Dinner

From Academic Kids

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This article is part
of the Meals series
Common meals...
Breakfast
Elevenses
Brunch
Lunch
Tea
Dinner
Supper
Dessert
See also...

Cuisine | Kitchens
Wikibooks: Cookbook

Dinner is a term with several meanings.

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Dinnermeal.jpg
An attractive dinner

Around North America in general, dinner may be a synonym of supper – that is, a large evening meal. However, in parts of Canada and the United States, dinner can be a synonym of lunch. (This is particularly true in rural areas of the Southern United States.)

In the United Kingdom, to many people, dinner is a meal in the middle of the day but can also be used to mean an evening meal and there is sometimes snobbery and reverse snobbery about which meaning is used. School dinners is a British phrase for school lunches.

The word dinner originally meant a morning meal but this meaning is no longer in use.

A more formal definition of "dinner", especially outside North America, is any meal consisting of multiple courses. The minimum is usually two but there can be as many as seven. Possible courses are:

Some confusion is caused by the word entrée, which is used in America for the main course, but which was originally one of the earlier courses (most likely the fish course, when the main dish was red meat). In French, les entrées are the appetisers, and entrée is a somewhat pretentious word in Great Britain for the same thing ("starters" is more commonly seen).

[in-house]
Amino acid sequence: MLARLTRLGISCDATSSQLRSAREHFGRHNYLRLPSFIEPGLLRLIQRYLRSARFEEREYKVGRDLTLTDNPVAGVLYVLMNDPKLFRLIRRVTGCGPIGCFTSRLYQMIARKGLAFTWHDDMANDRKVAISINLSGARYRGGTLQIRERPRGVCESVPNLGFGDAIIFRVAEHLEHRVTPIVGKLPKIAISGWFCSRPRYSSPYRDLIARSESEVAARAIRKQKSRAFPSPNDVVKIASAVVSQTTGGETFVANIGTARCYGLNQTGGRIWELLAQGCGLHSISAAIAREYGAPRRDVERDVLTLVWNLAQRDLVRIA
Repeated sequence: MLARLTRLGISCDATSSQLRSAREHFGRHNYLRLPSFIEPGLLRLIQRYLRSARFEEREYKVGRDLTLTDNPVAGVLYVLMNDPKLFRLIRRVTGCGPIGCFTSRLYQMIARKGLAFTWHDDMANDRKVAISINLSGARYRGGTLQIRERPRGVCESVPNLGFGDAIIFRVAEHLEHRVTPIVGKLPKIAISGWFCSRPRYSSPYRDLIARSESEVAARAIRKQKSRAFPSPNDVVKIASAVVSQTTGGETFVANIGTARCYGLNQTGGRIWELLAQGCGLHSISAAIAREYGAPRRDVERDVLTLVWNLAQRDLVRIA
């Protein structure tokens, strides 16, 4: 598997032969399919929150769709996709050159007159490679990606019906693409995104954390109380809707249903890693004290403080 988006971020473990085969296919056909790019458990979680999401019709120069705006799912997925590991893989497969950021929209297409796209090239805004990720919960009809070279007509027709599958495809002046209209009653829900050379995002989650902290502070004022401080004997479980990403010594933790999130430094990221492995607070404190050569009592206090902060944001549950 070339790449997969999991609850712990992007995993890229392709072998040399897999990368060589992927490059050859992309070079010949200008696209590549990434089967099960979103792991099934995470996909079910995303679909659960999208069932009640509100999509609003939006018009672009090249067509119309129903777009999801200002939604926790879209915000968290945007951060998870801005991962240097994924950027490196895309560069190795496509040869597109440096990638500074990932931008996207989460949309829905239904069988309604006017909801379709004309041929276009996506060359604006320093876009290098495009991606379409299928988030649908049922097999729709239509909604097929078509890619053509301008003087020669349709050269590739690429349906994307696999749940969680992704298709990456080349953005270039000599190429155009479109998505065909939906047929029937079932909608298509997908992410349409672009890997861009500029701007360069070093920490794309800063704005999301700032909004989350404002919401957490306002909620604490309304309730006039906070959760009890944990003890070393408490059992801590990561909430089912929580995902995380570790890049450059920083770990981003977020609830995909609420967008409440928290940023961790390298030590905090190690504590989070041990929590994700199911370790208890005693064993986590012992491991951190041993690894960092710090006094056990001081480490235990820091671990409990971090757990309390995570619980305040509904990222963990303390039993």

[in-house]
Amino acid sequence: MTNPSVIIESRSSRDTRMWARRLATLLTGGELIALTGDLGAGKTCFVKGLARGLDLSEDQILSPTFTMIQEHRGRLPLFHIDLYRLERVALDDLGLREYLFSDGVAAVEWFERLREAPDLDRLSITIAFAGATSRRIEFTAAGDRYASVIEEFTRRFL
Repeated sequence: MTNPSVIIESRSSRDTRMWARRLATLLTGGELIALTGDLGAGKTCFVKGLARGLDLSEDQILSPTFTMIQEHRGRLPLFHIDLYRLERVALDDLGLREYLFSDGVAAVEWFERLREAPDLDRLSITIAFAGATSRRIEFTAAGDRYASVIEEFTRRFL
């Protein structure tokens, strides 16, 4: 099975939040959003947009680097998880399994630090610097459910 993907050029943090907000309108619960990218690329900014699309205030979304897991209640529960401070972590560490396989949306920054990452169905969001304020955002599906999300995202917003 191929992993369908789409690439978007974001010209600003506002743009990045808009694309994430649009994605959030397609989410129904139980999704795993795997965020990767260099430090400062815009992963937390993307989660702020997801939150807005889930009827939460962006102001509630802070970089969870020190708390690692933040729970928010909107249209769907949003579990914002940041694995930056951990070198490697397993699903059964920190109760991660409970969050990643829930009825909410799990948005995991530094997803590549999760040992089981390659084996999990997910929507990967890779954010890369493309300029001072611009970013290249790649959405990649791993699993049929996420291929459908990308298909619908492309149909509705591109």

Dinner is generally followed by tea or coffee, sometimes served with mint chocolates or other sweets, or with brandy or a digestif. When dinner consists of many courses, these tend to be smaller and to be served over a longer time period than a dinner with only two or three courses. Dinners with many courses tend to occur at formal events such as dinner parties or banquets.

This formal version of the meal is generally served in the evening, starting some time between 7.30 and 8.30 (in the Netherlands typically at 6.00). It may be served at midday or shortly afterwards. However this tends to be more common practice in Scotland than in other countries.

History

In England during the mid-17th century, dinner was served at any time between 11 am and 12 noon and was a rich, heavy, alcoholic meal that lasted for anything up to 3 or 4 hours. After the meal proper, the men would stay at the table to smoke, chat, and drink, while the women would retire to a boudoir to talk, sew, and brew tea.

Then during the 18th century, dinner was served at a gradually later and later time until by the early 1800s, the normal time was between 7:00 and 8:30 pm and an extra meal called luncheon had been created to fill the midday gap.de:Abendessen fr:Dîner

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